Abstract of paper to be published this summer, in The South Central Review.
Following the confirmation of Einstein’s theory of relativity in 1919, the mainstream and avant-garde press erupted with news about the theory, offering commentary that ranged from clear-sighted explanations to cartoons and jokes. Though critics have recognized the impact of the theory on modernist literature, few have attended to the mediating factor of these mainstream public narratives and their engagement by modernist writers. Among the most creative responses to relativity theory during this period is Louis Untermeyer’s understudied collection of parodic poetry, Rhyme and Relativity: An Anthology of Poetry Apostrophising the Theories of Einstein. Published in 1921, the same year as Einstein’s widely covered trip to the United States, it appeared in Vanity Fair and the little magazine, Broom. Written in the style of well-known poets, such
as Ezra Pound and Amy Lowell, each of the work’s eighteen poems takes some aspect of relativity theory as its subject. This paper offers a close reading of “Einstein Among the Coffee-Cups,” which is a parody of (mainly) T. S. Eliot’s “The Love Song of J. Alfred Prufrock.” This paper reveals how Untermeyer’s sophisticated and versatile use of relativity theory, popular culture, and modern poetic form shaped both the content and structure of Rhyme and Relativity, resulting in a humorous, but serious, response to modernist poets and popular culture.
Below is the abstract for a panel paper I will give at the American Literature Association Conference in Boston, May 2013. The Robert Frost Society hosts the panel.
More than just a poem about two men debating the merits of scientific achievement, Robert Frost’s “The Literate Farmer and the Planet Venus: A Dated Popular-Science Medley on a Mysterious Light Recently Observed in the Western Sky at Evening” is a direct challenge to the reader’s sense of security about his own beliefs. In the poem, a stranger appears at a farmer’s doorstep one night. The stranger asks about the bright light in the sky, which he assumes is the planet Venus. The farmer, however, believes it is an “incandescent lamp” installed by Thomas Edison to lengthen the workday, much to the stranger’s astonishment. Critics suggest the farmer’s references to technology, evolution, and religion indicates he is well read and that he only pretends to believe light is a lamp. He takes this position to mock “the values symbolized by Edison,” including technological advancement, unquestioned faith in science, and an emphasis on thrift. The reader’s own incredulousness over the farmer’s notion that an incandescent lamp is the source of sky’s bright light makes it easy to believe he’s playing the devil’s advocate during the debate.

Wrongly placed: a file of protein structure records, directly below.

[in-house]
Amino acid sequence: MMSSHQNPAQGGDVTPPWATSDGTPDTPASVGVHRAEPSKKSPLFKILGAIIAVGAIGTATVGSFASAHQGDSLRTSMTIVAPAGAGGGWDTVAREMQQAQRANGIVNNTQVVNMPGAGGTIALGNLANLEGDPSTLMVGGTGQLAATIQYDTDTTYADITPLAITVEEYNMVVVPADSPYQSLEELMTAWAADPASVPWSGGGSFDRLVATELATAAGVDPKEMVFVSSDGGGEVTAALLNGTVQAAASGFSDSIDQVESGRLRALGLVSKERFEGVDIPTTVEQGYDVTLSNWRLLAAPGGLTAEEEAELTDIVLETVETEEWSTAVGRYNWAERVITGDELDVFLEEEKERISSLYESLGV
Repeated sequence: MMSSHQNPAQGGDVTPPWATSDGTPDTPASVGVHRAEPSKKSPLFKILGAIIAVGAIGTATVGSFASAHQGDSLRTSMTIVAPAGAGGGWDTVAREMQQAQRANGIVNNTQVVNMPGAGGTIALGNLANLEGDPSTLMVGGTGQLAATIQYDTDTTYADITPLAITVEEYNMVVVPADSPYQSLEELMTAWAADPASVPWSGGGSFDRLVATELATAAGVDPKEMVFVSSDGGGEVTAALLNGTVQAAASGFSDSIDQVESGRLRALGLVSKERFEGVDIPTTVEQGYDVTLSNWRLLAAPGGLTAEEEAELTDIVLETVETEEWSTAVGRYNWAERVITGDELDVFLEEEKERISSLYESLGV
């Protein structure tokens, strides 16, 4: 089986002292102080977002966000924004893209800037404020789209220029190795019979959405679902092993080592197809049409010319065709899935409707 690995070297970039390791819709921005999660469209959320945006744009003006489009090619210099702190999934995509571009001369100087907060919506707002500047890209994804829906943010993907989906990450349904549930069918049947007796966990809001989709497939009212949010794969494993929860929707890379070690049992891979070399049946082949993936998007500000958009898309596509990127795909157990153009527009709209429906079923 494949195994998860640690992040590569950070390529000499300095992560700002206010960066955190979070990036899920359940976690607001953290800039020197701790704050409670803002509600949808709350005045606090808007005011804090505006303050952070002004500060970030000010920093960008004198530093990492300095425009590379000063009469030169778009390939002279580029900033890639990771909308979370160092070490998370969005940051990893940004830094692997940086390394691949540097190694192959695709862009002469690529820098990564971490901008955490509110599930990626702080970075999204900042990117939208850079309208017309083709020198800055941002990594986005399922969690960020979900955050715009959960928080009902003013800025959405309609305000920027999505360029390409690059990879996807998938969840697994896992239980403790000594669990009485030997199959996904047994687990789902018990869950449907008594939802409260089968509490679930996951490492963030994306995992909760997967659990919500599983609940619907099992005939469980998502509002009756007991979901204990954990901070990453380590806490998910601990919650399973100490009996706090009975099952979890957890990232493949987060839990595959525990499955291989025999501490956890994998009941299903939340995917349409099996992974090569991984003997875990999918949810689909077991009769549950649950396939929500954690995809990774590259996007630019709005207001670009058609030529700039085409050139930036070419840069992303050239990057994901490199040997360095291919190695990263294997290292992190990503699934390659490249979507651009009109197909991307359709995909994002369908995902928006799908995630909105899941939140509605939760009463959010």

My alternative reading challenges that analysis by accepting the farmer’s belief that the light is, in fact, an incandescent lamp. The farmer is literate, but he represents a man well read in popular science, as the poem’s subtitle suggests. To support this reading, I contextualize the poem within popular print sources from the 1920s that encouraged faith in science and technology, causing readers to value beliefs and ideas backed up by scientific authority and reject any that were not—effectively closing off other avenues of thought.
In shaping his poetic response to this trend, Frost may have been influenced by William James’s “On a Certain Belief,” where James concludes that when beliefs masquerade as immutable facts, our understanding of the world becomes limited. In the essay, James describes his encounter with North Carolinian farmers who live on deforested land. He believes the scene ugly and depressing, but learns the farmers consider the denuded landscape a symbol of progress. James’s insight is that although his belief contradicts the farmers’, both beliefs are valid. Frost’s poem demonstrates that conclusion by leaving the men’s debate unresolved. Such a debate cannot be decided because what we consider a fact is, at bottom, a belief. Facts—scientific or otherwise—are only true and secure if we believe in them. As such Frost cautions the reader against dismissing another’s beliefs if they do not agree with his own, no matter how ludicrous they might seem. A better position remains open to questions and contradictions that perpetually challenge beliefs, including the ones posited by science.